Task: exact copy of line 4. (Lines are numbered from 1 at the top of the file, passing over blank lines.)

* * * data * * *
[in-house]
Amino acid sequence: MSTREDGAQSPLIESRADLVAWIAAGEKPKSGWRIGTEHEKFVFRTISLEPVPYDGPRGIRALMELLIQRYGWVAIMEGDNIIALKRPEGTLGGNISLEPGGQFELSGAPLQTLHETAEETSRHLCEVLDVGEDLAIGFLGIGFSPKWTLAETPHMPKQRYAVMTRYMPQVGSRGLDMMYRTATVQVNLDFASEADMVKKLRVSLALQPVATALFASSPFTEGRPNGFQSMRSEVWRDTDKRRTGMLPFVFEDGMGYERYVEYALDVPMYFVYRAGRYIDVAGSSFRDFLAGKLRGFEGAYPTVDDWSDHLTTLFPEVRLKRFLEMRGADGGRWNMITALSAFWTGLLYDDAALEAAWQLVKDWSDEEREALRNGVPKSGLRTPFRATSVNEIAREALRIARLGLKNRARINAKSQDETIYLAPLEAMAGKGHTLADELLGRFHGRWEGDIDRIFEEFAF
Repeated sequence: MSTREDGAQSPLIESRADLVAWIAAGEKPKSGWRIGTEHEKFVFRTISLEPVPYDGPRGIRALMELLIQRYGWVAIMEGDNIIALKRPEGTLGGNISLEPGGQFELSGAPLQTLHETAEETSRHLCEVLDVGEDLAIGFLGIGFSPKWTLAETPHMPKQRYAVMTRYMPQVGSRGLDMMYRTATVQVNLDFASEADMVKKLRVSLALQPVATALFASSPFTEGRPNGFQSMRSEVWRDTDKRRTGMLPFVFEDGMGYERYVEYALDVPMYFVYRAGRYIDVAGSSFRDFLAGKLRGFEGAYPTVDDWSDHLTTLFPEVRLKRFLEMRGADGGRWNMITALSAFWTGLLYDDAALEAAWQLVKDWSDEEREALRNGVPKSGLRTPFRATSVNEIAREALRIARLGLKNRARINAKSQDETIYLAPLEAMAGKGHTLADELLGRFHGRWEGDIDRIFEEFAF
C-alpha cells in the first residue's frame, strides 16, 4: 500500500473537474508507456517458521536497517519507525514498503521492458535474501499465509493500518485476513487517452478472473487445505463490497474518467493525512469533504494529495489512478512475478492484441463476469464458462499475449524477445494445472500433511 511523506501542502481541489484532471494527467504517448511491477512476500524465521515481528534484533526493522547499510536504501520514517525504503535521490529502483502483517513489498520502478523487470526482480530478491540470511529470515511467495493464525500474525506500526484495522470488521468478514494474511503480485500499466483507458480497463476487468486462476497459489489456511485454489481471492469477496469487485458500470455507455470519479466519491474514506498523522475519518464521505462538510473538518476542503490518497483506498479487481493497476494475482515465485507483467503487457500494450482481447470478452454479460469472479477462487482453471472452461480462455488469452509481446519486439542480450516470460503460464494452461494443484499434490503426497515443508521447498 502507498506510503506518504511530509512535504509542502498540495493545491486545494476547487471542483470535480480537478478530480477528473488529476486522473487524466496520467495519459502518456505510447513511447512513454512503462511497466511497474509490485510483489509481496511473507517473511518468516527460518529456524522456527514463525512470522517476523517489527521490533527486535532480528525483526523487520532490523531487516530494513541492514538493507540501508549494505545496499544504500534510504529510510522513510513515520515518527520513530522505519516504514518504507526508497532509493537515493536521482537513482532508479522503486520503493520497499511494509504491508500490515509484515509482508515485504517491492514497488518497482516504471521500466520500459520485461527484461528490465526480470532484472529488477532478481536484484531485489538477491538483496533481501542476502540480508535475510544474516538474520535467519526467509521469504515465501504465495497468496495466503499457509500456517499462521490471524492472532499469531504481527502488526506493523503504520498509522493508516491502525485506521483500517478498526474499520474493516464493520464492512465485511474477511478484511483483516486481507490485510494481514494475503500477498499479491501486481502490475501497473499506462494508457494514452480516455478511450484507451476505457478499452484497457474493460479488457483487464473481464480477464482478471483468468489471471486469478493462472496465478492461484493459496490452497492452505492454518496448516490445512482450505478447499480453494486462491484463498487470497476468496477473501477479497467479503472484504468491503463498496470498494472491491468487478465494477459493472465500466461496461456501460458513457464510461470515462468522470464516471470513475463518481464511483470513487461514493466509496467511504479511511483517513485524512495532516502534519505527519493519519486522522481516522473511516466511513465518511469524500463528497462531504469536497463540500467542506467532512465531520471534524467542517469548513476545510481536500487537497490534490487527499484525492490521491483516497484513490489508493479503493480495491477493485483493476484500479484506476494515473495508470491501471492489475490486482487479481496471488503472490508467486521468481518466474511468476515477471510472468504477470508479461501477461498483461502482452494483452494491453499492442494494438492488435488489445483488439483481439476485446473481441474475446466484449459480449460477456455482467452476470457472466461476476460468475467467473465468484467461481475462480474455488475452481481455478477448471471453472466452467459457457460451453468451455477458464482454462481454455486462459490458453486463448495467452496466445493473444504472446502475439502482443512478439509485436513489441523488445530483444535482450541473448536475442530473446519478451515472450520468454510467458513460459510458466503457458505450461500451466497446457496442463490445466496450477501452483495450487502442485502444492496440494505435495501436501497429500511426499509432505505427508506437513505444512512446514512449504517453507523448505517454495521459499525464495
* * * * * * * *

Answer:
C-alpha cells in the first residue's frame, strides 16, 4: 500500500473537474508507456517458521536497517519507525514498503521492458535474501499465509493500518485476513487517452478472473487445505463490497474518467493525512469533504494529495489512478512475478492484441463476469464458462499475449524477445494445472500433511 511523506501542502481541489484532471494527467504517448511491477512476500524465521515481528534484533526493522547499510536504501520514517525504503535521490529502483502483517513489498520502478523487470526482480530478491540470511529470515511467495493464525500474525506500526484495522470488521468478514494474511503480485500499466483507458480497463476487468486462476497459489489456511485454489481471492469477496469487485458500470455507455470519479466519491474514506498523522475519518464521505462538510473538518476542503490518497483506498479487481493497476494475482515465485507483467503487457500494450482481447470478452454479460469472479477462487482453471472452461480462455488469452509481446519486439542480450516470460503460464494452461494443484499434490503426497515443508521447498 502507498506510503506518504511530509512535504509542502498540495493545491486545494476547487471542483470535480480537478478530480477528473488529476486522473487524466496520467495519459502518456505510447513511447512513454512503462511497466511497474509490485510483489509481496511473507517473511518468516527460518529456524522456527514463525512470522517476523517489527521490533527486535532480528525483526523487520532490523531487516530494513541492514538493507540501508549494505545496499544504500534510504529510510522513510513515520515518527520513530522505519516504514518504507526508497532509493537515493536521482537513482532508479522503486520503493520497499511494509504491508500490515509484515509482508515485504517491492514497488518497482516504471521500466520500459520485461527484461528490465526480470532484472529488477532478481536484484531485489538477491538483496533481501542476502540480508535475510544474516538474520535467519526467509521469504515465501504465495497468496495466503499457509500456517499462521490471524492472532499469531504481527502488526506493523503504520498509522493508516491502525485506521483500517478498526474499520474493516464493520464492512465485511474477511478484511483483516486481507490485510494481514494475503500477498499479491501486481502490475501497473499506462494508457494514452480516455478511450484507451476505457478499452484497457474493460479488457483487464473481464480477464482478471483468468489471471486469478493462472496465478492461484493459496490452497492452505492454518496448516490445512482450505478447499480453494486462491484463498487470497476468496477473501477479497467479503472484504468491503463498496470498494472491491468487478465494477459493472465500466461496461456501460458513457464510461470515462468522470464516471470513475463518481464511483470513487461514493466509496467511504479511511483517513485524512495532516502534519505527519493519519486522522481516522473511516466511513465518511469524500463528497462531504469536497463540500467542506467532512465531520471534524467542517469548513476545510481536500487537497490534490487527499484525492490521491483516497484513490489508493479503493480495491477493485483493476484500479484506476494515473495508470491501471492489475490486482487479481496471488503472490508467486521468481518466474511468476515477471510472468504477470508479461501477461498483461502482452494483452494491453499492442494494438492488435488489445483488439483481439476485446473481441474475446466484449459480449460477456455482467452476470457472466461476476460468475467467473465468484467461481475462480474455488475452481481455478477448471471453472466452467459457457460451453468451455477458464482454462481454455486462459490458453486463448495467452496466445493473444504472446502475439502482443512478439509485436513489441523488445530483444535482450541473448536475442530473446519478451515472450520468454510467458513460459510458466503457458505450461500451466497446457496442463490445466496450477501452483495450487502442485502444492496440494505435495501436501497429500511426499509432505505427508506437513505444512512446514512449504517453507523448505517454495521459499525464495